As a paramedic the first thing they train you for is to be ready for anything.
I’ve worked swing shifts here at Saint Luke Memorial for about 16 years now and I was sure that I had seen it all.
But nothing prepared me for my shift a few nights ago. It was supposed to be my day off to celebrate my parents anniversary.
Instead my day started with my pager going off around 3:30 in the morning and me trying to force myself to wake up in time to catch a ride with my partner James.
James has been an EMT for only a few short years but his clear leadership skills and sensibility have given him quite a few perks, one of which includes that he can take one of the hospitals reserve ambulance home with him for situations like the one we were dealing with that night.
“Dispatch said they got the call a few minutes ago, up near Twin Falls,” James said as he put the pedal to the metal.
I busted my butt getting supplies ready for whatever we might encounter, listening to chatter over the radio about what 911 had reported.
“Call came from one of the homeless shelters downtown, a young girl was reported to be experiencing some kind of seizure and foaming at the mouth,” the radio chirped.
My first thought went to some lowlife trying to slip her a drug. I had seen it too many times before.
But when we arrived at the shelter, my reaction changed to one of confusion. The building itself looked abandoned, and without power to any of the levels my first question was how had someone made a phone call from here.
“Maybe this was a prank?” I asked.
Then James spotted a figure near one of the windows, the little girl that dispatch had reported. She was walking strangely toward us and limping slowly. It looked like something was dangling from her mouth. Like fish hooks.
I jumped out of the ambulance and ran straight toward her to help her.
“Hey sweetie, we’re here to help you, Okay?” I told her.
The girl made no attempt to respond. I could see little bits of foam still drooling out her mouth. I realized what I thought to be fish hooks were actually her own teeth, growing at an alarming rate and curling as though they were fingernails. The seizure was still taking hold of her body and yet somehow she was able to walk upright.
I tugged at the doors to the ambulance and got her on a stretcher. As soon as the straps touched her skin though she started to scream in pain.
“What’s going on?” James asked.
“She might have some nerve damage, move out right away,” I ordered him.
The girl began thrashing, screaming louder as she struggled to break the straps. The ambulance lurched forward and I heard the sirens blare.
It was 22 minutes back to St Luke.
22 minutes of hell.
It started when I reached for a sedative to calm her down.
As I prepped the needle the girl started speaking, but the words were just jumbled and made no sense. She just kept saying the same words over and over.
Origen. Nagrath. Odin. Thrak.
Then she bit down on her tongue and blood seeped out her mouth.
I hurried to get the sedative in her arm. But the needle refused to pierce her since. It bent and snapped like a twig.
She grabbed at my arm with a strength I knew could not be her own. Her eyes that had once been pleading now showed menace.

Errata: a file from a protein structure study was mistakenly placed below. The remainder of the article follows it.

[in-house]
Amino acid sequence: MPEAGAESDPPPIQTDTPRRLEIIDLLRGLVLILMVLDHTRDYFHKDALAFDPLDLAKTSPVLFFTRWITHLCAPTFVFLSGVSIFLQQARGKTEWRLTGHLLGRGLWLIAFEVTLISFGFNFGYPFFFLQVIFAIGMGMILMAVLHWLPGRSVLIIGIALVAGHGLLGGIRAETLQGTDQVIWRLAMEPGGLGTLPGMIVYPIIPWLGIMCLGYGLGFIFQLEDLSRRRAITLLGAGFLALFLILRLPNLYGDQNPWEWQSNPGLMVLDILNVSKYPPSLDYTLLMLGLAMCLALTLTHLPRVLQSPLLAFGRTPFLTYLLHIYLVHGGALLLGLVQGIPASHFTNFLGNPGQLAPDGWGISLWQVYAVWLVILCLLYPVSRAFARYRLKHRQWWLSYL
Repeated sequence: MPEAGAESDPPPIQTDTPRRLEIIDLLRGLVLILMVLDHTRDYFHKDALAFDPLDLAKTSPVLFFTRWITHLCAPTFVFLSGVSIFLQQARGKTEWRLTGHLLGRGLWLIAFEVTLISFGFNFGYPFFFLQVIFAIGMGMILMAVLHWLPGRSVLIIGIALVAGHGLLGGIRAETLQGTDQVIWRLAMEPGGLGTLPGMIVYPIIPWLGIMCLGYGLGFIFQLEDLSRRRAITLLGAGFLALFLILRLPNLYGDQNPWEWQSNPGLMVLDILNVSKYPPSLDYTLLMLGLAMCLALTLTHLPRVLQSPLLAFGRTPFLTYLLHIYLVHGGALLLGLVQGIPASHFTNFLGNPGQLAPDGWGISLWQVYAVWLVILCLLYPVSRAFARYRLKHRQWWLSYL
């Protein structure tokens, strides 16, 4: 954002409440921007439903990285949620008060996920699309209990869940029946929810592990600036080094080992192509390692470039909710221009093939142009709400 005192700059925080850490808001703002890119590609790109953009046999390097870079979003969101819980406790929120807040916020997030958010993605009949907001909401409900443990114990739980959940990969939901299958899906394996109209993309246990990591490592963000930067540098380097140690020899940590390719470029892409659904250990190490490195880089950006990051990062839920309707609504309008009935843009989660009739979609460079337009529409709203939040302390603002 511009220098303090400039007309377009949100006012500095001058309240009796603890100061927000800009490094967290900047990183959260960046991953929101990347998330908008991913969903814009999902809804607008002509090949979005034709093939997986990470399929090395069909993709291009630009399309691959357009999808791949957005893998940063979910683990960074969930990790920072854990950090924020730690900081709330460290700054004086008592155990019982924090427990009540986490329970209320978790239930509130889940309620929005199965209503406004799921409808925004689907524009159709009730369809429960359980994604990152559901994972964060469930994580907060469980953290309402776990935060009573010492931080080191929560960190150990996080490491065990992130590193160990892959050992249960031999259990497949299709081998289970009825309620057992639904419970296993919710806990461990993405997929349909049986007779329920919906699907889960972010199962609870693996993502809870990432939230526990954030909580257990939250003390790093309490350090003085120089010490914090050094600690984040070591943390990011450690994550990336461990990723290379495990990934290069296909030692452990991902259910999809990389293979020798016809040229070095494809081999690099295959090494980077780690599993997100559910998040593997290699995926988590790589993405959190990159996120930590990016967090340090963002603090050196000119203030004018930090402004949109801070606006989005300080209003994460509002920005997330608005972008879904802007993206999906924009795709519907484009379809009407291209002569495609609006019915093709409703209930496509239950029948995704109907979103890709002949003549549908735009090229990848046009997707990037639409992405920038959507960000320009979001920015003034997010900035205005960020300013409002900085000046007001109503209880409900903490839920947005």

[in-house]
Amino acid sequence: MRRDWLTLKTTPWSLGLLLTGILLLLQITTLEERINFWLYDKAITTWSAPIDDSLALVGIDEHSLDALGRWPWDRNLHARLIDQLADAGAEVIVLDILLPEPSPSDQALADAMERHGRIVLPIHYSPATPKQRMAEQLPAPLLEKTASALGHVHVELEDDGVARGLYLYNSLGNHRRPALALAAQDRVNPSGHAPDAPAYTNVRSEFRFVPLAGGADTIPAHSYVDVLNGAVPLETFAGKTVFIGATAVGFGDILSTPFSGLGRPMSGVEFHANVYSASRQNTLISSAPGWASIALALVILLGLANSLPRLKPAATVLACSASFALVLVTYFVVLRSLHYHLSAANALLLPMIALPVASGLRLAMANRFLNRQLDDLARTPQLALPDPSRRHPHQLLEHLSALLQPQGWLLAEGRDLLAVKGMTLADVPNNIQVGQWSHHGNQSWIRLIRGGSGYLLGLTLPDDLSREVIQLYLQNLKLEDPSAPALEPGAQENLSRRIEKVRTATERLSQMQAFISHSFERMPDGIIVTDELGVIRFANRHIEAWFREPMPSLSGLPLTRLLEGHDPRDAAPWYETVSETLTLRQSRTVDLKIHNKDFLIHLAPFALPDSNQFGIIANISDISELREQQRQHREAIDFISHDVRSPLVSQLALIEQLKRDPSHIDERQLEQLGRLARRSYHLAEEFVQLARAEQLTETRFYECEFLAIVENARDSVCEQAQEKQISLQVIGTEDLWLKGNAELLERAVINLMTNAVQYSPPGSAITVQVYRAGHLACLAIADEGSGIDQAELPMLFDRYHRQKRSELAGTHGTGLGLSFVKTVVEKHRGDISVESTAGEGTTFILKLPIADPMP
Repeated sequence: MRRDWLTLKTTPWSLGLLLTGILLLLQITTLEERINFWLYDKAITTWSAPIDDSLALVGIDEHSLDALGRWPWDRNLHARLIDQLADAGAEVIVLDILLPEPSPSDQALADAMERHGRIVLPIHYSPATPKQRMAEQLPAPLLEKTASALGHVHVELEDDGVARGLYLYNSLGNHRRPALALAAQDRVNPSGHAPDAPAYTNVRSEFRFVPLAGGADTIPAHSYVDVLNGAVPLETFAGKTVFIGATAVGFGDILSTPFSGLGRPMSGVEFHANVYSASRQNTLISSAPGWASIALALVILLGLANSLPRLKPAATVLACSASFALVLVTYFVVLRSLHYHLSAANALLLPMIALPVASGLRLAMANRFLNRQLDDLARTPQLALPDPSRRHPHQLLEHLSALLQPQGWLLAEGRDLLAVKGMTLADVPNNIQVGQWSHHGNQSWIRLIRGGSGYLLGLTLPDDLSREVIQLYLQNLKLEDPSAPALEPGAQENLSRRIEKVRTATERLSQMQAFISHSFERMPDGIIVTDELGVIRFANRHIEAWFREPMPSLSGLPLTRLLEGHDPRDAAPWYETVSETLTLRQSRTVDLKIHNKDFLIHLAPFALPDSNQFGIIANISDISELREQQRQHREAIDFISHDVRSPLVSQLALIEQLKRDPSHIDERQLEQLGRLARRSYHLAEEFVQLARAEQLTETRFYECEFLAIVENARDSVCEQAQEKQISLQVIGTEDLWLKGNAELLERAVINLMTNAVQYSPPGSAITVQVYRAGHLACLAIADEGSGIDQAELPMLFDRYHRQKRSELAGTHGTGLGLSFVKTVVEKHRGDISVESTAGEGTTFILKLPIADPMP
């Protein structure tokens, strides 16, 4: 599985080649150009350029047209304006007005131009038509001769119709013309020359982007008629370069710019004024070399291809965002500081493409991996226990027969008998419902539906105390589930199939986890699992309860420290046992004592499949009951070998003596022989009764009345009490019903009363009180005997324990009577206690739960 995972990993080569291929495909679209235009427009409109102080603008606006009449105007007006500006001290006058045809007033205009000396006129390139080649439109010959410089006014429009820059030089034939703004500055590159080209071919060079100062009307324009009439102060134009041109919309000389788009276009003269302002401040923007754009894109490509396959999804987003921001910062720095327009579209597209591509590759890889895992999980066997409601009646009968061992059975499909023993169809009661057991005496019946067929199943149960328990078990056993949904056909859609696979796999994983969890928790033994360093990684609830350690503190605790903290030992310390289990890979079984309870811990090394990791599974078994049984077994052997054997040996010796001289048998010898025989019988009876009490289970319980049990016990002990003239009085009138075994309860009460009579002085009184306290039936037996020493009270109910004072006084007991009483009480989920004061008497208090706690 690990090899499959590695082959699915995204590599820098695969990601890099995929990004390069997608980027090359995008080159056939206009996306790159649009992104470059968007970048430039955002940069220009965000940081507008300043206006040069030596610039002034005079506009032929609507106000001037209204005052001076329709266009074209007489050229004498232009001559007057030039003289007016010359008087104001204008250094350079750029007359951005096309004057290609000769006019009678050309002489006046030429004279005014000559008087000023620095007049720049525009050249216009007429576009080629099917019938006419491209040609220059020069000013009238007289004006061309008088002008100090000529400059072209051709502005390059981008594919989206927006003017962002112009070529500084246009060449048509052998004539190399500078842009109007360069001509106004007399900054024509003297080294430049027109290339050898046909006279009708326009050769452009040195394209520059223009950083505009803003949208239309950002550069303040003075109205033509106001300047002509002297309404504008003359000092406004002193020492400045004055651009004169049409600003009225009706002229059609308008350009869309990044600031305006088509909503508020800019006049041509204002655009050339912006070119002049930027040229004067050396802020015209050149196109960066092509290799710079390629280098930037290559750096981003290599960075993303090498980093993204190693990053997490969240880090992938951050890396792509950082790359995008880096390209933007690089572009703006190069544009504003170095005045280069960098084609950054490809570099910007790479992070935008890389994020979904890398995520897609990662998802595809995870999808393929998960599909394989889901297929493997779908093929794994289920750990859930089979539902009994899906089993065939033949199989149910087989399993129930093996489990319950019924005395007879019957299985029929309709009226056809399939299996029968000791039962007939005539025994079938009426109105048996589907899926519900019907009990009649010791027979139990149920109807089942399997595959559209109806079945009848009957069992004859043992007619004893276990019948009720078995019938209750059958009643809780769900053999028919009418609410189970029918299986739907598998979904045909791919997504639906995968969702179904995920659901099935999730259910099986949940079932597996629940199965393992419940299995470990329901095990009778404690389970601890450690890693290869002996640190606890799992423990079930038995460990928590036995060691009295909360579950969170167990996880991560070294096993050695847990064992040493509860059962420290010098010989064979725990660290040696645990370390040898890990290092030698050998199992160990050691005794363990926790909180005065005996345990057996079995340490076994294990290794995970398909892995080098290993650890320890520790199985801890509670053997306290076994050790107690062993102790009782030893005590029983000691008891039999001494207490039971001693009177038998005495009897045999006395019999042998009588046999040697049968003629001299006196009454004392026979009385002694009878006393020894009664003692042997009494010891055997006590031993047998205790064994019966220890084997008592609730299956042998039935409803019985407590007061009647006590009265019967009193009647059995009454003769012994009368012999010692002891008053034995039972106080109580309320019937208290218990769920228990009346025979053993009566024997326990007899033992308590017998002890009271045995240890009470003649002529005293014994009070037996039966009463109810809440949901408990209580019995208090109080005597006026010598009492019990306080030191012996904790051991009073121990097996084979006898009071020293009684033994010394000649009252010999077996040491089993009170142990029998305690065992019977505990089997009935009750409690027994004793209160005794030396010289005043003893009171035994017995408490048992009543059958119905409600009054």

“Release me.” It wasn’t a question but rather a command. I felt a chill go down my spine.
We were on the interstate. I heard traffic buzzing past us at 80 mph and this strange girl was telling me to let her go?
“Just calm down, we’ll be at the hospital soon,” I told her
The she opened her mouth and I stared wide eyed in horror as hundreds of strange long black insects skittered out of her orifice.
I jumped back and watched as her body was covered by the insects. They were shimmering down the stretcher toward me at an alarming rate that I couldn’t help but to scream.
Then I heard a menagerie of voices wailing in my head.
Demanding me to let her go.
I started frantically stepping on the bugs trying to see if James could pull over.
“What’s going on back there?” he asked.
I couldn’t even explain it.
Suddenly she broke free of her bonds and sat up, her body now naked and pale to the soft light of the ambulance. She was watching as the insects bit at my legs. She was smiling.
“Pull over!!! Pull over we have a situation back here!!” I yelled.
The girl shook her head she held up a long boney finger for me to remain quiet as James shouted, “What the hell is happening? We’re ten minutes out.”
The girl extended her hand and the insects started to swarm back to her. They wriggled their way under her skin and moved about the way a mouse might under a rug.
“Release me.” This time it was soft, almost like she was desperate for me to listen. Her time in the soft lights showed me that her skin was fading gray, her hair a sickly brown. Those long gray teeth were chomping down on her bloody tongue as she pushed herself up toward the door.
Her long fingers scratched at the stretcher as she stood up and walked toward me, grappling me like an ape might to the wall.
I fumbled for the door of the ambulance, letting it fling open as James drove down the highway.
“What the hell!! Are you trying to get us all killed??” he asked. He glanced briefly through the rear view mirror. The girl leapt from our ambulance and straight on into traffic. The car tried to swerve to avoid her and smashed against the medium.
James slammed on his brakes and skidded to a halt as I rushed out toward the traffic. Other cars were doing their best to avoid the scene as we checked for survivors near the crash.
The driver was barely cohesive, and bleeding badly.
The girl was nowhere in sight.